Kerala Kaumudi Online
Thursday, 13 June 2024 7.24 AM IST

Kerala's health sector faces crisis amidst rising epidemics


Health is absence of disease. Therefore, it cannot be claimed that Kerala's health sector is currently in a state of complete well-being. Several epidemics and deadly diseases have been threatening the northern districts of the state for weeks. West Nile fever, jaundice, dengue fever, amoebic encephalitis and many others have led to hospitalizations for communicable and non-communicable diseases. Kozhikode, Malappuram, Palakkad and Thrissur districts are the most affected. Additionally, common non-threatening diseases such as viral fevers, diarrhea, and eye problems, typical during the transition from summer to rainy season, are prevalent. This is not an isolated occurrence; experience shows that many diseases become increasingly dangerous each year.

Dengue fever, for example, is fatal due to dangerously low platelet levels in the blood. Notably, the rate of platelet depletion in dengue cases this time is surprisingly high, posing a grave danger to patients even before platelet-increasing drugs can be administered. Amoebic meningitis, confirmed recently in Malappuram, is also a serious concern. While five children were hospitalized with suspected amoebic meningitis, only one case was confirmed and the child's condition remains critical. West Nile fever, another threat, is mosquito-borne and awaits the mosquito season with the continuation of summer rains and the onset of monsoon. With various diseases such as dengue, chikungunya, malaria, Zika and yellow fever transmitted by mosquitoes, the breeding grounds for mosquitoes will expand with the emergence of water bodies during the monsoon season.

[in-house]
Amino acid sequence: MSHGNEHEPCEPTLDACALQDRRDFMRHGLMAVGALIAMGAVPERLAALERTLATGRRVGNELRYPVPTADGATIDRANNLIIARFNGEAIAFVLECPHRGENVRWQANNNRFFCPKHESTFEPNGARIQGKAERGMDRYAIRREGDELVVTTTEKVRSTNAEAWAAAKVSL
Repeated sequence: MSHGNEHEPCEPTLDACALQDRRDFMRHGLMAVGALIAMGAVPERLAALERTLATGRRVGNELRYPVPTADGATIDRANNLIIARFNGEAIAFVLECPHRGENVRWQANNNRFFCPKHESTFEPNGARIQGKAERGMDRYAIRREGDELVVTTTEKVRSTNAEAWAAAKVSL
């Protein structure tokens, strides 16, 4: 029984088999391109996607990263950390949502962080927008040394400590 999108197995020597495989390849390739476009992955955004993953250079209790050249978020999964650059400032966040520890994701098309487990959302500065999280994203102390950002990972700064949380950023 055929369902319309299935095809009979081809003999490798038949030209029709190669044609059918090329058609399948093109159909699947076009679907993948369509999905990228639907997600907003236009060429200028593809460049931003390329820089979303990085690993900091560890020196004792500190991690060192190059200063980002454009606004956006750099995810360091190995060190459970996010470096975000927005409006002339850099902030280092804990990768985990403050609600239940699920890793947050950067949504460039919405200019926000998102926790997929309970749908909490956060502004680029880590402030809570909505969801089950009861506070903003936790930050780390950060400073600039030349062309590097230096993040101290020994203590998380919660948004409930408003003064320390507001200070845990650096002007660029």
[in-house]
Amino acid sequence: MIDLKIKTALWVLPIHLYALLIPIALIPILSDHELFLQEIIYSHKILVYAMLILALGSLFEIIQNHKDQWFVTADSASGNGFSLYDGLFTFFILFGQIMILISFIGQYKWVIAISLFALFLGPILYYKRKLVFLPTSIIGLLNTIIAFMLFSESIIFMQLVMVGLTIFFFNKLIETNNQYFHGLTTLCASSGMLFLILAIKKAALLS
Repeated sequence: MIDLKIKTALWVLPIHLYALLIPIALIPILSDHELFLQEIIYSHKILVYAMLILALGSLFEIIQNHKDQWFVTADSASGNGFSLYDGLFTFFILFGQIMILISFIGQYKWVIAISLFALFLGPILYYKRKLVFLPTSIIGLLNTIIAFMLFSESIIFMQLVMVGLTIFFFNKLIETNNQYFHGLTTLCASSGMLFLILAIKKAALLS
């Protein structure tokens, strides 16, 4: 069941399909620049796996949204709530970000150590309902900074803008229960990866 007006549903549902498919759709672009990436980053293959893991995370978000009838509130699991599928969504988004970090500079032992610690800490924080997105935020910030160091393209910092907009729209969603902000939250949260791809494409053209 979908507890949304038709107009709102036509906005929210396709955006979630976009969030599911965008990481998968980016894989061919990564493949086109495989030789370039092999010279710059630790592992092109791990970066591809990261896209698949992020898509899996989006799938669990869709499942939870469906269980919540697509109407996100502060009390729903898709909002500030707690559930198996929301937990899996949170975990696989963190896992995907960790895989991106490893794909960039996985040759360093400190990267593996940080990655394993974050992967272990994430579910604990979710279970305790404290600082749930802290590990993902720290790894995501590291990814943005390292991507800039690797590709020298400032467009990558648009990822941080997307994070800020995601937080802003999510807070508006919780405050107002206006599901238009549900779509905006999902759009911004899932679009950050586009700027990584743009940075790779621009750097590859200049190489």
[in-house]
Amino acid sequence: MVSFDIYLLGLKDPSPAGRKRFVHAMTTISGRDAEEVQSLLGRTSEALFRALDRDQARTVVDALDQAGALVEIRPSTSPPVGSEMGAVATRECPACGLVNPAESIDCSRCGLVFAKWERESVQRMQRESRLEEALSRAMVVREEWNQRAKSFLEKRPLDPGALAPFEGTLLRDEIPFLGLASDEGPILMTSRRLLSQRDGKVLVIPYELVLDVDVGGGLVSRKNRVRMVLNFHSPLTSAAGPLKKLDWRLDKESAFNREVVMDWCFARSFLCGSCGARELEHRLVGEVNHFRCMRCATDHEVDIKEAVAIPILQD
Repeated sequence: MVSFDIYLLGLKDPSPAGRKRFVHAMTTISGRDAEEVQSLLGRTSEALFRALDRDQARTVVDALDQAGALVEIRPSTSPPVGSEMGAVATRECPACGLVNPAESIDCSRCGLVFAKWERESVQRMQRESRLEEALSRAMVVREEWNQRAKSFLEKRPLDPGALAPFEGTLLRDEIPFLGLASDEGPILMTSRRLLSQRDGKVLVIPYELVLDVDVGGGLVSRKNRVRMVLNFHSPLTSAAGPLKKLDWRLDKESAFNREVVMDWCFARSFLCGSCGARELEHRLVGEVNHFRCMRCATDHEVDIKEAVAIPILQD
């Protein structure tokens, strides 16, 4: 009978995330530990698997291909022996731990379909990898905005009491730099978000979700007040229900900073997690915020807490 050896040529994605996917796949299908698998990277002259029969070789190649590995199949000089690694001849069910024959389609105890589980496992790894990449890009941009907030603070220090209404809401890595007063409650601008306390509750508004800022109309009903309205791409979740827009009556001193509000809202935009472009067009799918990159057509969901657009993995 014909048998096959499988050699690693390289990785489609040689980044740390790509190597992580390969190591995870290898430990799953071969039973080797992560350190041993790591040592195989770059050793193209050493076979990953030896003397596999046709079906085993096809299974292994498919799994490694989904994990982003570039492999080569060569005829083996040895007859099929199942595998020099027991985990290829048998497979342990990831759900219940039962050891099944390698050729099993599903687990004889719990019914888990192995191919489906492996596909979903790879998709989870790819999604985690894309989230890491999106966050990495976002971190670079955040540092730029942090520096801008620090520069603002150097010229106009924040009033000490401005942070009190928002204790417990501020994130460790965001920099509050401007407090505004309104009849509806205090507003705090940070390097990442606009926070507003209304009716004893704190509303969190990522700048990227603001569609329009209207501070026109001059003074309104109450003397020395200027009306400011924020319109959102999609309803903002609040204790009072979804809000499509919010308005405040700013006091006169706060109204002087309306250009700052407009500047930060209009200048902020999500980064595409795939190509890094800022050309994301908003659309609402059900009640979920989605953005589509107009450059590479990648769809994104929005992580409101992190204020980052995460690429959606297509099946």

Preventive measures, such as preventing water stagnation and improving waste disposal to inhibit mosquito breeding, are essential. However, the current state of these preventive measures is lacking, exacerbating the imminent danger. It is imperative for the health department to intensify vigilance, raise public awareness and implement preventive measures. As the monsoon season approaches, hospitals, already overwhelmed with various diseases will face further strain. The availability of essential medicines in government hospitals is also a concern. While consultations and official meetings are beneficial, swift and efficient action is crucial. It is imperative for departments to prioritize immediate precautions and ensure the availability of essential medicines before the onset of the monsoon season, without wasting time on blame games.

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